Speculation that the two management teams held talks about the stake comes just two weeks after Aer Lingus chief executive Christoph Mueller said that while there was more potential to extract additional benefits from its existing JetBlue relationship, there was no specific significant announcement planned.
While the Government has said it will sell its 25.1pc stake in Aer Lingus, it hasn't formally put the holding up for sale and has not yet hired any advisers to assist it in doing so. Transport Minister Leo Varadkar sought to dismiss a link with JetBlue yesterday, saying that he was not aware of any plans to sell the Aer Lingus stake to the American carrier.
He also suggested that JetBlue, which operates nearly 170 aircraft, might not have sufficient free cash to buy the Government's stake, which is currently valued at about €120m.
However, JetBlue's recently published annual report for 2011, notes that it had cash and cash equivalents of $673m (€512m) at the end of last December, plus short-term investments of $553m.
A JetBlue spokesman said yesterday that the airline does not comment on market rumours or speculation. An Aer Lingus spokesman also declined to comment yesterday.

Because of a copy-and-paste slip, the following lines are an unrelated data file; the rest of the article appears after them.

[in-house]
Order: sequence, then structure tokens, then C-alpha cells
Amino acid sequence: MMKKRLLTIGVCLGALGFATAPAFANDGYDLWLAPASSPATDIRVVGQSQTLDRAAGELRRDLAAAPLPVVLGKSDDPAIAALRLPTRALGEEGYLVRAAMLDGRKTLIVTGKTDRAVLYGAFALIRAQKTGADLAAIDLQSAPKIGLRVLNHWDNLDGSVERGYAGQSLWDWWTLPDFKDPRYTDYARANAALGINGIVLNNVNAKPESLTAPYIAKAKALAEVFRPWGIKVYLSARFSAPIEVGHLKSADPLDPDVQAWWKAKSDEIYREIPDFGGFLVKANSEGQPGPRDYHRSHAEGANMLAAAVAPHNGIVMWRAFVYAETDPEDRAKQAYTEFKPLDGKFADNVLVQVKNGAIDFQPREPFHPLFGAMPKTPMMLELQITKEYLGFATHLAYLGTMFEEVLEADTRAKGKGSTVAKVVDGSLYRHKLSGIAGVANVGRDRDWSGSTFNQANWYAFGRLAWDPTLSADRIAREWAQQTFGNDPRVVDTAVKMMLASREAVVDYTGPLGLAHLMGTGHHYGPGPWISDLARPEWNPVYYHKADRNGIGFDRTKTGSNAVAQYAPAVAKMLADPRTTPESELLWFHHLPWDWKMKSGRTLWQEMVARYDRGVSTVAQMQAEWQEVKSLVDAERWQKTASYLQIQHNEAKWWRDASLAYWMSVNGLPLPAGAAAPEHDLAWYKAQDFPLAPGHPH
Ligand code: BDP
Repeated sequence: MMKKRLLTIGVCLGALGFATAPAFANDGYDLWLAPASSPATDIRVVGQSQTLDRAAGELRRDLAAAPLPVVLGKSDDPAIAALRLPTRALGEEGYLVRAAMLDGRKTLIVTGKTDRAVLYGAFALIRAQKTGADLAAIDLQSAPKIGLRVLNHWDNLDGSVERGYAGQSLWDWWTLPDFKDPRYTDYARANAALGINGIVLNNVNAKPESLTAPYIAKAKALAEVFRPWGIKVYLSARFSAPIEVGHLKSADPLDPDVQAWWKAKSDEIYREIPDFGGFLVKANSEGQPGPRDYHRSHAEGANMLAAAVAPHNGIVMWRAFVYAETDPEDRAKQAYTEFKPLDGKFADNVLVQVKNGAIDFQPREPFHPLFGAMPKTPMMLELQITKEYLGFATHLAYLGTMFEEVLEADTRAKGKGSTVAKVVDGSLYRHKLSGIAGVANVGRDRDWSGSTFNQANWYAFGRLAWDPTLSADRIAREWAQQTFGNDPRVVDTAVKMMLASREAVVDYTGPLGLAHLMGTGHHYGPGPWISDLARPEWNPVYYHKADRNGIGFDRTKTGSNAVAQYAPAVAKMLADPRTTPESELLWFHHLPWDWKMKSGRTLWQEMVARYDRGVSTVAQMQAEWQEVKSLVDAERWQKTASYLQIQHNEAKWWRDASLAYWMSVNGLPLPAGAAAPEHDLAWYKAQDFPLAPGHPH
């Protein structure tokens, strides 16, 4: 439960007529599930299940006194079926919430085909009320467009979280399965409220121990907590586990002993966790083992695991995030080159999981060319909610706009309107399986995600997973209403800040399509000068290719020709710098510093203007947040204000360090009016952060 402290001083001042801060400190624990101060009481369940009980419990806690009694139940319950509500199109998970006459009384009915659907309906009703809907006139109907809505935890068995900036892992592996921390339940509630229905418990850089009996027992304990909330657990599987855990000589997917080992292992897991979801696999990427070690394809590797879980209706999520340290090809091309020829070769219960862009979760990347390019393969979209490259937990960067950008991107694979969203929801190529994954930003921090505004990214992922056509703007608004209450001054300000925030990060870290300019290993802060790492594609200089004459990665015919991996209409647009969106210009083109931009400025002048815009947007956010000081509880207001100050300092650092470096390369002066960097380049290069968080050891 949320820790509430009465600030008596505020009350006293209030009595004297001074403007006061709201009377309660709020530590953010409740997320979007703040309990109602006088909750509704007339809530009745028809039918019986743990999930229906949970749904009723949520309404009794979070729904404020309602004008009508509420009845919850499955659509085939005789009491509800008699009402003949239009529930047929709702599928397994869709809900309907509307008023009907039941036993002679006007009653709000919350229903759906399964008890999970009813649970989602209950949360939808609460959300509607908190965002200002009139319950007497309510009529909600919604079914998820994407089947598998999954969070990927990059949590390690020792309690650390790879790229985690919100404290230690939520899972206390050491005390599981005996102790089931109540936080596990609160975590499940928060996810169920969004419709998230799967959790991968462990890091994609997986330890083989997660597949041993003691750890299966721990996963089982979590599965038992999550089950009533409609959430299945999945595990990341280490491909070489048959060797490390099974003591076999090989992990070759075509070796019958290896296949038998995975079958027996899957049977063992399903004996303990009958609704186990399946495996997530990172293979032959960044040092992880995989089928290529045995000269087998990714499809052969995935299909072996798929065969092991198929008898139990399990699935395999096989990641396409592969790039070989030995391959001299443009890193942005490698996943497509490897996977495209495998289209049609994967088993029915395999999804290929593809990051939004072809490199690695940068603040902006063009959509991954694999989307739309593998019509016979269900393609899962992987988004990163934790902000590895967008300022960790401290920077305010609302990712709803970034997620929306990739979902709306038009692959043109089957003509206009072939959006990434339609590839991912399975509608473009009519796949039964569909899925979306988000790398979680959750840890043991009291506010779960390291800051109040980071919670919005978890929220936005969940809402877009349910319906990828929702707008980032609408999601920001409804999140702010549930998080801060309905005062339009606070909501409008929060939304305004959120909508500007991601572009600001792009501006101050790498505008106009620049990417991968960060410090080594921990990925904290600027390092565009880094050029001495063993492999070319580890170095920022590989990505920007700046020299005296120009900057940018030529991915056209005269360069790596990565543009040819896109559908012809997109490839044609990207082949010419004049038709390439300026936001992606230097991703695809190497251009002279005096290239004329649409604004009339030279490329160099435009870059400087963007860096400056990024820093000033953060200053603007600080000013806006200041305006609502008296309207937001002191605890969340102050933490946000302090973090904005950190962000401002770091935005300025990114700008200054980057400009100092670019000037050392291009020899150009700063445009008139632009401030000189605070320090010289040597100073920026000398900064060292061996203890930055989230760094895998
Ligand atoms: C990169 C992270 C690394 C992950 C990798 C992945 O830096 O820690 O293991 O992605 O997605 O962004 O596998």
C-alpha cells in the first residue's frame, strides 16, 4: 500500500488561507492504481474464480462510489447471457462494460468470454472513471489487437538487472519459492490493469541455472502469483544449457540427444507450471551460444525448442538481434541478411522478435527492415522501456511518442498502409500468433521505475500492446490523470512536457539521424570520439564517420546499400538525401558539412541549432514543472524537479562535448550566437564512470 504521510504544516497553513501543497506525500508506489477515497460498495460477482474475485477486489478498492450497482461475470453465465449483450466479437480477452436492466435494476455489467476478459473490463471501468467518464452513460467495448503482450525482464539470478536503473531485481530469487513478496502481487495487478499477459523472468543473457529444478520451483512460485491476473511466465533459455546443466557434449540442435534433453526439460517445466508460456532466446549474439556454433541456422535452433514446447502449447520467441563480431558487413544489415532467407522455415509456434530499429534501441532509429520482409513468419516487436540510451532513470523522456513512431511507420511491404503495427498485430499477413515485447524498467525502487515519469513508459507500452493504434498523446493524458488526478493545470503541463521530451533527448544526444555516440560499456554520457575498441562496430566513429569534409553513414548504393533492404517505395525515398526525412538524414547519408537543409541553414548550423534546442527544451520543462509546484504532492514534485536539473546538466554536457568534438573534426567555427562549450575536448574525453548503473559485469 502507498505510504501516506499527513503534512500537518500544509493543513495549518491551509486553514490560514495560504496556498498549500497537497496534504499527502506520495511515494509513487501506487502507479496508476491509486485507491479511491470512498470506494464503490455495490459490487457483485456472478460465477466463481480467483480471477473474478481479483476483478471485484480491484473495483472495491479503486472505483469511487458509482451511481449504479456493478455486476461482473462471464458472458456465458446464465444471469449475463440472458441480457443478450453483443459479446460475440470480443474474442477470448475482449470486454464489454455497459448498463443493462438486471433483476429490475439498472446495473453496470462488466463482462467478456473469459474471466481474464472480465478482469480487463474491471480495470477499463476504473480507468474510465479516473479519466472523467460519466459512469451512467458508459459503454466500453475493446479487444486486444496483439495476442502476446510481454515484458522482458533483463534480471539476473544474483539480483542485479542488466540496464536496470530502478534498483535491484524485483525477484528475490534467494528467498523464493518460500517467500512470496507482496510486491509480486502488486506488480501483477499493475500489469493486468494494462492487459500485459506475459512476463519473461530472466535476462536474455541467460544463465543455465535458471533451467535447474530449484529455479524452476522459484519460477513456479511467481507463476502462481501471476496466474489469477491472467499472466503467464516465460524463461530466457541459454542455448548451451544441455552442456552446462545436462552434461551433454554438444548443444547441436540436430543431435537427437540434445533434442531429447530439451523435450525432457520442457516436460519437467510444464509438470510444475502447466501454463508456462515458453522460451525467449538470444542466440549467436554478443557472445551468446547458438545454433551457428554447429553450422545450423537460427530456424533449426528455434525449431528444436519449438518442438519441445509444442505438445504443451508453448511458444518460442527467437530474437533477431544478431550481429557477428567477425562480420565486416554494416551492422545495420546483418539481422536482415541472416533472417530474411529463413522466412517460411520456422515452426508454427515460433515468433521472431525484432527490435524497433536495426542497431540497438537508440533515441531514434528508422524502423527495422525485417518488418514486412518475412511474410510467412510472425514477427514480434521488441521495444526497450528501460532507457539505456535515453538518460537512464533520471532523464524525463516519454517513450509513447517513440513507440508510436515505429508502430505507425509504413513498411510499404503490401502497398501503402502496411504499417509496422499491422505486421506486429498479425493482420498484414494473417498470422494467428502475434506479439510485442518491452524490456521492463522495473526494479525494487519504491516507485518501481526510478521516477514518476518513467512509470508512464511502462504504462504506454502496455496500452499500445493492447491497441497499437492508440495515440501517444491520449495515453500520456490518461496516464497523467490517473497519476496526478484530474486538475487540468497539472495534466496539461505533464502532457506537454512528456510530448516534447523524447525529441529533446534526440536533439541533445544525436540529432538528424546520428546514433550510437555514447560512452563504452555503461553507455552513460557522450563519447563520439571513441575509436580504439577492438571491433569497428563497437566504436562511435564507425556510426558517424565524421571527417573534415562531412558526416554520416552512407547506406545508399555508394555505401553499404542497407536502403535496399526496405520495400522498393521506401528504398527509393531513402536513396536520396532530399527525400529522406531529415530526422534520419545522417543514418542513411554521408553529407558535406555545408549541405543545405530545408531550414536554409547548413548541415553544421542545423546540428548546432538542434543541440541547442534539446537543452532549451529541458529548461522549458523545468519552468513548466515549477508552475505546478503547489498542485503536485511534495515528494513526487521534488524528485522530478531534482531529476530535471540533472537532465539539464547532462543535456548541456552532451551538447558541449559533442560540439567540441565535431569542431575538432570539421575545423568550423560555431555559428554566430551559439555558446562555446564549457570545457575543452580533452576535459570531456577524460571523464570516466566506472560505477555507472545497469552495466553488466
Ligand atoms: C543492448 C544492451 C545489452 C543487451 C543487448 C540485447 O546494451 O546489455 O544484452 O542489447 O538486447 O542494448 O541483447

JetBlue chief executive David Barger was due to join Aer Lingus chief executive Christoph Mueller at an industry lunch in Dublin last week, but was unable to attend.
However, a senior Aer Lingus executive had downplayed the importance of Mr Barger's anticipated attendance at the event.
Abu Dhabi-based airline Etihad has also been touted as a potential buyer of the Government's stake in Aer Lingus.
The carrier's chief executive, James Hogan, has said he'd be willing to discuss the holding with the Government once it was formally put up for sale. It has also been speculated that Qatar Airways could be interested in Aer Lingus.
The Government has already indicated that it wants to secure a dividend payment from Aer Lingus prior to a sale, while it also wants to ensure the price received for its stake is at least €1 per share.
Under Mr Mueller's employment contract, he's due to have 500,000 share options in Aer Lingus become exercisable on September 7 this year, as long as the share price hits €1 for five days in a row prior to that date.
A sale of the Government's stake will have to wait until talks to address a major crisis at a pension scheme that serves thousands of current and former Aer Lingus workers are concluded. Those talks are likely to run into the second part of the year.